Distinctively both understated and challenging, Damned Devotion is a hybrid of drafty indie pop and subdued electronica. For Joan Wasser, better known as her stage name Joan As Police Woman, this new musical endeavor is laced with personal successes and tragedies. There is a definitive groove in this album, as well as a keen eye for attention. The layering throughout each song is masterful and catches the ear off-guard with every listen. There’s always something more underneath, requesting that the listener dig deeper and appreciate Wasser’s work even further than just what is on the surface. The entire album requires our full attention, which is quite easily accomplished because of Wasser’s talent and longevity in the music business.
What is particularly charming about Wasser’s work in Damned Devotion is her ability to pull out lyrics that have a tendency to hit later on. A listener might not realize the effect a song has immediately, but then we are left with the aftermath, the now emblazoned memory. The subtleties are her purest strength, setting the table for a knockout blow later on in the album. Take, for instance, the title track in which Wasser faintly sings the bridge, “I tend to trust the villain / I’ve been fine with learning it the hard way”. Yes, these lyrics tend to leave a burn, but the punchline that follows in later songs like “I Don’t Mind”, (It’s a bowl of cherries / It’s a bowl of hand grenades) really drive home the essence of who Wasser is as an artist. She demands her audience to pay attention, which is a unique gift given the singles-driven culture in music today.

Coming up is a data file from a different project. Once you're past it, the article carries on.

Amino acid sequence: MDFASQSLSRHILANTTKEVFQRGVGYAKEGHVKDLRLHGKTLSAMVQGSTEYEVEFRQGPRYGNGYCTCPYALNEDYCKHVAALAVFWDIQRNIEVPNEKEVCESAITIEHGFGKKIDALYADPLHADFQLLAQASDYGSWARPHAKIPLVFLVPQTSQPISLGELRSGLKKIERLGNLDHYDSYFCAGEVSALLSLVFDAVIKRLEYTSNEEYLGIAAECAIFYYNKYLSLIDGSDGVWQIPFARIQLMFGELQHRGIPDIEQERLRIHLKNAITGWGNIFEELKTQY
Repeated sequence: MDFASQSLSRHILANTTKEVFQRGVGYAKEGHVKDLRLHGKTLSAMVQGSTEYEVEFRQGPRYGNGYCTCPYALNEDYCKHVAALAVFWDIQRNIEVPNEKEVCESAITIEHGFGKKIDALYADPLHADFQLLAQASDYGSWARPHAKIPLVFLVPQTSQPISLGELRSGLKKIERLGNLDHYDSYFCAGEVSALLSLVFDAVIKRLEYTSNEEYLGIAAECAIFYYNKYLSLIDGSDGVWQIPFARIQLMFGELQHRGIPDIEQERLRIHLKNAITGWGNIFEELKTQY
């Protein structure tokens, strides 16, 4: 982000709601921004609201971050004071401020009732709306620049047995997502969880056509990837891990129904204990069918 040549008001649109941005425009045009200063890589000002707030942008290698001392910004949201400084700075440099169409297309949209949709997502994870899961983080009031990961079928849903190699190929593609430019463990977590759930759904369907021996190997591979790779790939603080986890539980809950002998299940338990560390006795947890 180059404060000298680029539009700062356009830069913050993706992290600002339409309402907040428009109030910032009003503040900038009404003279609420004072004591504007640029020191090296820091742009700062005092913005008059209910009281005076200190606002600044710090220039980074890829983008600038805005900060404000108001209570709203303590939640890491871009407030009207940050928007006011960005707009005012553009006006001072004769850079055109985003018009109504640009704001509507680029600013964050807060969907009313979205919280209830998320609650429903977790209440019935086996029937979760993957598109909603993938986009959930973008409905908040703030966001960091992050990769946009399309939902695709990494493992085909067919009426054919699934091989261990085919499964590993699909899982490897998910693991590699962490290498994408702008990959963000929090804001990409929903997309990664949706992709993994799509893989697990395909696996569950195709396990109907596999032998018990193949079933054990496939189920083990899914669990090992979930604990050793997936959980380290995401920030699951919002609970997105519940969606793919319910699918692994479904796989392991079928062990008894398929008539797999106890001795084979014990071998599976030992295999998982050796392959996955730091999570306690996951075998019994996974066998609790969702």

There are times, however, where it is difficult to nail down all of the intricate details of this album. With the amount of production going into each song, Wasser’s voice can be lost, her honesty mulled in flighty minimalistic ways. Her style is such that it can be difficult to pin down her downsized words over a sometimes chaotic musical overlay. Yet Wasser seems to embrace the chaos, reaching through her tangle of emotions to produce a somber and daring album. Her hardened integrity in songwriting is the reason to keep listening. Damned Devotion is as faithful to Wasser’s inner-most emotion as it gets. Her honesty is appreciated.